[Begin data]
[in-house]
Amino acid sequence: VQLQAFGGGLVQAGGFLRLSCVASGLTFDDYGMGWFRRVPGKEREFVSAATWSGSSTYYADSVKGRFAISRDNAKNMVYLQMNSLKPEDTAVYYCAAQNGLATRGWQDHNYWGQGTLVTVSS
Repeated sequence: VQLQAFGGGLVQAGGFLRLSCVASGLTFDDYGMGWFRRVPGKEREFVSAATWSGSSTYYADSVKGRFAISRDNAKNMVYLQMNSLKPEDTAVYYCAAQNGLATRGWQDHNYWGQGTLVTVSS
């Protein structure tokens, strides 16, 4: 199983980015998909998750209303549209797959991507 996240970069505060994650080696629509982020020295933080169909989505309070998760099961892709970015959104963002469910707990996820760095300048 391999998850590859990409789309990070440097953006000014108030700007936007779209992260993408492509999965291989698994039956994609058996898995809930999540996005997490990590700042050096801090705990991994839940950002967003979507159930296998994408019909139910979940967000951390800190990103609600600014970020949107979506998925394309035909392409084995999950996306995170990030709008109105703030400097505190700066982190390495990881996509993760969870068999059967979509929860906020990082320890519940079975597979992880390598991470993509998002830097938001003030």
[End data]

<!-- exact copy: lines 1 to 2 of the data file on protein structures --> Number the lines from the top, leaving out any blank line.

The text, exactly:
[in-house]
Amino acid sequence: VQLQAFGGGLVQAGGFLRLSCVASGLTFDDYGMGWFRRVPGKEREFVSAATWSGSSTYYADSVKGRFAISRDNAKNMVYLQMNSLKPEDTAVYYCAAQNGLATRGWQDHNYWGQGTLVTVSS